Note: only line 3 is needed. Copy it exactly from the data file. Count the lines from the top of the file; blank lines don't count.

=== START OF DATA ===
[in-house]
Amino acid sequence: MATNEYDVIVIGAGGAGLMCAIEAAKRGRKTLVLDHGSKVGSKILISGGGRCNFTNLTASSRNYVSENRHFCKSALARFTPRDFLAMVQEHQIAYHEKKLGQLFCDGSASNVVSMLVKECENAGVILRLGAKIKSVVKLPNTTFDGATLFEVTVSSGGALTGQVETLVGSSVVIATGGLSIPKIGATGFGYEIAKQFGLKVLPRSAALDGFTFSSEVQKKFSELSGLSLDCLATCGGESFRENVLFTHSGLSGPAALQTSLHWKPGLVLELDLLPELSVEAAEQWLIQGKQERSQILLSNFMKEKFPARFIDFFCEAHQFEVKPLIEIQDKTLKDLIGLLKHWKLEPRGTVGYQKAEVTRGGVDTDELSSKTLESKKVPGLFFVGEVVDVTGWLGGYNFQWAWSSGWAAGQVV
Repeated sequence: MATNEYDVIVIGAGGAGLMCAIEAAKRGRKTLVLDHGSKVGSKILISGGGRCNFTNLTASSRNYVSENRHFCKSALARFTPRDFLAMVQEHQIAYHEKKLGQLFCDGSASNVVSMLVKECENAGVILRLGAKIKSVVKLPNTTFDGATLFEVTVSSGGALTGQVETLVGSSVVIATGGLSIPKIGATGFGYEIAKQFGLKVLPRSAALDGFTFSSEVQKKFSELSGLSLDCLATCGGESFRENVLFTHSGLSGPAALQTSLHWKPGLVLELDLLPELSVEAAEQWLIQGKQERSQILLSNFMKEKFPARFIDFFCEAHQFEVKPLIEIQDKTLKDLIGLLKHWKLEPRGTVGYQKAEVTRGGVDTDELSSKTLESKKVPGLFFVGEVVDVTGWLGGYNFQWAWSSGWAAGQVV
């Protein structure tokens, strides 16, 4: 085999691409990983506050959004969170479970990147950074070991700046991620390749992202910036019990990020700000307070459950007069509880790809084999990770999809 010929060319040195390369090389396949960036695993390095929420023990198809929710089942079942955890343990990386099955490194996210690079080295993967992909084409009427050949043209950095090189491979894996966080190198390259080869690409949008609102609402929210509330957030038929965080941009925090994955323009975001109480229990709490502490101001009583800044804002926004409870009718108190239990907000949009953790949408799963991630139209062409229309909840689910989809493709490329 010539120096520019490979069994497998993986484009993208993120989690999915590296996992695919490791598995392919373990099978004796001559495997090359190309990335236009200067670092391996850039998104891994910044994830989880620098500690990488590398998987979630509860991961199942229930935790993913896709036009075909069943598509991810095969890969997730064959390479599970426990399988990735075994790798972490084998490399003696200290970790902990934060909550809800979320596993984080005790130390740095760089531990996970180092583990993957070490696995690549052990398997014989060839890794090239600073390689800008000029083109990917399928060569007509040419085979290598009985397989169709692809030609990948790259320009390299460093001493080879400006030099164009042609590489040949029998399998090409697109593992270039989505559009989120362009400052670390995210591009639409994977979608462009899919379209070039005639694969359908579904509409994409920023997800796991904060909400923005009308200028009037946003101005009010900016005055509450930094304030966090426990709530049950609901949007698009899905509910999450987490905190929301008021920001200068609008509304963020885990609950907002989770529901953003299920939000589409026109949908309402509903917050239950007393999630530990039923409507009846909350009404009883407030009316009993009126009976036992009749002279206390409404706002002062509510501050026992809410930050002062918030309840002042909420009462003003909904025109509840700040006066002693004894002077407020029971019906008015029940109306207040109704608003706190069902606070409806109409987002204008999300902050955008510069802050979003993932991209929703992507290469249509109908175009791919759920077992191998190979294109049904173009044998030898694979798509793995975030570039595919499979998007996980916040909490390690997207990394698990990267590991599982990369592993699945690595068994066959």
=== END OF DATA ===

Repeated sequence: MATNEYDVIVIGAGGAGLMCAIEAAKRGRKTLVLDHGSKVGSKILISGGGRCNFTNLTASSRNYVSENRHFCKSALARFTPRDFLAMVQEHQIAYHEKKLGQLFCDGSASNVVSMLVKECENAGVILRLGAKIKSVVKLPNTTFDGATLFEVTVSSGGALTGQVETLVGSSVVIATGGLSIPKIGATGFGYEIAKQFGLKVLPRSAALDGFTFSSEVQKKFSELSGLSLDCLATCGGESFRENVLFTHSGLSGPAALQTSLHWKPGLVLELDLLPELSVEAAEQWLIQGKQERSQILLSNFMKEKFPARFIDFFCEAHQFEVKPLIEIQDKTLKDLIGLLKHWKLEPRGTVGYQKAEVTRGGVDTDELSSKTLESKKVPGLFFVGEVVDVTGWLGGYNFQWAWSSGWAAGQVV